Astrobotic has pulled out of the Google Lunar X Prize, according to an update on the Space Angels Network website.
As a former XPRIZE contender, Astrobotic was the only team to win all three of the competition’s Milestone Prizes, which brought the company $1.75 million in prize money. Astrobotic is now poised for further success: Their Peregrine Lander will carry customer payloads to the Moon’s surface in 2019, including the rovers of three other GLXP competitors. These initial customers, who have had an opportunity to evaluate all potential service providers, have said that Astrobotic is “years ahead of the competition.”
This focus on the business model and securing customers, combined with their impressive technical progress, was one of the key factors that convinced Space Angels to invest in their venture. Astrobotic has also successfully secured a number of key partners including NASA, Airbus Defence and Space, DHL, and Aerojet Rocketdyne to bolster their effort to become the world’s first lunar payload delivery service. In short, Astrobotic is making all the right moves to position itself in order to succeed in, and drive the growth of, the emerging lunar economy.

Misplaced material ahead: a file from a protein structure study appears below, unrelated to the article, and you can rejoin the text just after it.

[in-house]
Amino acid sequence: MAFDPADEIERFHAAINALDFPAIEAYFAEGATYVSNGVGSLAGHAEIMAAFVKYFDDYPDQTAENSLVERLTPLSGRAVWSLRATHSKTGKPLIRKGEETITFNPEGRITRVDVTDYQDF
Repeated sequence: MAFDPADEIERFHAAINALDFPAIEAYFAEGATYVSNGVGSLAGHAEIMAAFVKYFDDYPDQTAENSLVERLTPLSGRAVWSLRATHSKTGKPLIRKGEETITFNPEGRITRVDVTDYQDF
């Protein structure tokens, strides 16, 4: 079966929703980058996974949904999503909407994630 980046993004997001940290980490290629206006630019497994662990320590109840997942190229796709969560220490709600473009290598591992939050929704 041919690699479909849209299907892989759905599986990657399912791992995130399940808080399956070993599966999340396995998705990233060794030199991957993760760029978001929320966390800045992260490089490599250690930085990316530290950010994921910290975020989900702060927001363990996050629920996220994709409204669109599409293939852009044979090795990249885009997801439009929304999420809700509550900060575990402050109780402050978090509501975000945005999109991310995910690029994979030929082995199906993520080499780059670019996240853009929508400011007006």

The Space Angels Network said Astrobotic announced the decision to withdraw from the $30 million competition on Monday. There are no notices about a withdrawal on the company’s website or Twitter feed as yet.
The announcement came less than two weeks before a Dec. 31 deadline for teams to have verified launch contracts to continue in the competition. In order to win the prize, teams must launch their spacecraft by the end of 2017.
Astrobotic has agreements with two Google Lunar X Prize competitors — Team HAKUTO of Japan and Team AngelicvM of Chile — to carry their rovers to the surface. A third competitor, Puli Space of Hungary, has reserved space for a time capsule and has the option of adding its own rover to Astrobotic’s lander.
Unless these teams make alternative arrangements with competitors with verified launch contracts, Astrobotic’s 2019 launch date will put them out of competition.
To date, four teams have verified launch contracts for 2017: Moon Express of the United States, SpaceIL of Israel, Team Indus of India, and the international Synergy Moon team.
The Google Lunar X Prize is offering a $20 million first prize for the first privately built vehicle to travel at least 500 meters across the lunar surface and return high-definition video. There is a $5 million second prize.